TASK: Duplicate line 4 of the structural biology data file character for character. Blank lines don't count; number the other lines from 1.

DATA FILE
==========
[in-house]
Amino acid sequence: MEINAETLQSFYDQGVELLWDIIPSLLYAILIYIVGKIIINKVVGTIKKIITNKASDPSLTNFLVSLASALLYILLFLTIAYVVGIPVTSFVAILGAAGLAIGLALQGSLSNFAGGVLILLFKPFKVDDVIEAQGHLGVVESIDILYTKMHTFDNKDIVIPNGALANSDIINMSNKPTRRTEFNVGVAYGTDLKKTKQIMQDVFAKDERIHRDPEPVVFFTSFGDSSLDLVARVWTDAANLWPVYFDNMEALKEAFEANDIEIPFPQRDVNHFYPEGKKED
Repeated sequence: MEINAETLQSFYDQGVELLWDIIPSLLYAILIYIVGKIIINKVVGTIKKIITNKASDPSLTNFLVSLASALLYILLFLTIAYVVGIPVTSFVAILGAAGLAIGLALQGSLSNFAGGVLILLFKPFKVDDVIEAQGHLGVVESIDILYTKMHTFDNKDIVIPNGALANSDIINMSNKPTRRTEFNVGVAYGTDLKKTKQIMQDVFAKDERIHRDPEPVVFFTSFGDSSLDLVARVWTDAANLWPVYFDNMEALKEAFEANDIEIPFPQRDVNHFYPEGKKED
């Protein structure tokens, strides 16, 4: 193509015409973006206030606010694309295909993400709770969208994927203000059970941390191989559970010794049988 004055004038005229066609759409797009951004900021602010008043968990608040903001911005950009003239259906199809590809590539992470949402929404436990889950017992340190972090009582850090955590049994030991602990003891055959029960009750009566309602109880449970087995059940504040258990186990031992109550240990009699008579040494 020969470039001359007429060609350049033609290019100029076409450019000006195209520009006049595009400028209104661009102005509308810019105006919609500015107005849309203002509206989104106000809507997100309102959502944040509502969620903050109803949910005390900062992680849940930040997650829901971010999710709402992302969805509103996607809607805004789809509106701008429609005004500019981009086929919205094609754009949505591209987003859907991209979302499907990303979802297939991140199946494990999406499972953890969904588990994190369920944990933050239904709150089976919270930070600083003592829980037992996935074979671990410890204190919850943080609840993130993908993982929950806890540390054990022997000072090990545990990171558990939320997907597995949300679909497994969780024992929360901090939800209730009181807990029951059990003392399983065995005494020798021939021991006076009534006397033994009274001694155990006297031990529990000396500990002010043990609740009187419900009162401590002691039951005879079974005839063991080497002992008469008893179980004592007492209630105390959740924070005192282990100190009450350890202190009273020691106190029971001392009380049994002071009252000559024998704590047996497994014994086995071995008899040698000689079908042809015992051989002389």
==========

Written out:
């Protein structure tokens, strides 16, 4: 193509015409973006206030606010694309295909993400709770969208994927203000059970941390191989559970010794049988 004055004038005229066609759409797009951004900021602010008043968990608040903001911005950009003239259906199809590809590539992470949402929404436990889950017992340190972090009582850090955590049994030991602990003891055959029960009750009566309602109880449970087995059940504040258990186990031992109550240990009699008579040494 020969470039001359007429060609350049033609290019100029076409450019000006195209520009006049595009400028209104661009102005509308810019105006919609500015107005849309203002509206989104106000809507997100309102959502944040509502969620903050109803949910005390900062992680849940930040997650829901971010999710709402992302969805509103996607809607805004789809509106701008429609005004500019981009086929919205094609754009949505591209987003859907991209979302499907990303979802297939991140199946494990999406499972953890969904588990994190369920944990933050239904709150089976919270930070600083003592829980037992996935074979671990410890204190919850943080609840993130993908993982929950806890540390054990022997000072090990545990990171558990939320997907597995949300679909497994969780024992929360901090939800209730009181807990029951059990003392399983065995005494020798021939021991006076009534006397033994009274001694155990006297031990529990000396500990002010043990609740009187419900009162401590002691039951005879079974005839063991080497002992008469008893179980004592007492209630105390959740924070005192282990100190009450350890202190009273020691106190029971001392009380049994002071009252000559024998704590047996497994014994086995071995008899040698000689079908042809015992051989002389």